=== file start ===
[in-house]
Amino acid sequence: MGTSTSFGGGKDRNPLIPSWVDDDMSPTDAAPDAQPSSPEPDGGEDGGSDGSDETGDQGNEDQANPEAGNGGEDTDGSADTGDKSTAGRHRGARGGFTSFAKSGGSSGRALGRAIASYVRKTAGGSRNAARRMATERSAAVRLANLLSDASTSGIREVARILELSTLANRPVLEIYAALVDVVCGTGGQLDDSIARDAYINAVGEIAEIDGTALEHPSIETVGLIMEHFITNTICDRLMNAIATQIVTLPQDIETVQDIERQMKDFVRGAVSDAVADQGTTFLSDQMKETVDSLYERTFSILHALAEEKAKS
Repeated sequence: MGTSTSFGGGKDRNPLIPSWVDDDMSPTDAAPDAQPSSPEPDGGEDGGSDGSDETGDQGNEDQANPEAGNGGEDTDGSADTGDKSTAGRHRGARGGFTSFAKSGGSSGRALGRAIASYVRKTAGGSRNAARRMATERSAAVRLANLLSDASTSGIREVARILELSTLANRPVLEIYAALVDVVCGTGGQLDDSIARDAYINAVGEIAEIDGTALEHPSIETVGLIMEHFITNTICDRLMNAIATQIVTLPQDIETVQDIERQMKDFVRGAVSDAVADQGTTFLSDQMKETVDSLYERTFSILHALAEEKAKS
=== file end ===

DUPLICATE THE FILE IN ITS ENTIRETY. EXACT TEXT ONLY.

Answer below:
[in-house]
Amino acid sequence: MGTSTSFGGGKDRNPLIPSWVDDDMSPTDAAPDAQPSSPEPDGGEDGGSDGSDETGDQGNEDQANPEAGNGGEDTDGSADTGDKSTAGRHRGARGGFTSFAKSGGSSGRALGRAIASYVRKTAGGSRNAARRMATERSAAVRLANLLSDASTSGIREVARILELSTLANRPVLEIYAALVDVVCGTGGQLDDSIARDAYINAVGEIAEIDGTALEHPSIETVGLIMEHFITNTICDRLMNAIATQIVTLPQDIETVQDIERQMKDFVRGAVSDAVADQGTTFLSDQMKETVDSLYERTFSILHALAEEKAKS
Repeated sequence: MGTSTSFGGGKDRNPLIPSWVDDDMSPTDAAPDAQPSSPEPDGGEDGGSDGSDETGDQGNEDQANPEAGNGGEDTDGSADTGDKSTAGRHRGARGGFTSFAKSGGSSGRALGRAIASYVRKTAGGSRNAARRMATERSAAVRLANLLSDASTSGIREVARILELSTLANRPVLEIYAALVDVVCGTGGQLDDSIARDAYINAVGEIAEIDGTALEHPSIETVGLIMEHFITNTICDRLMNAIATQIVTLPQDIETVQDIERQMKDFVRGAVSDAVADQGTTFLSDQMKETVDSLYERTFSILHALAEEKAKS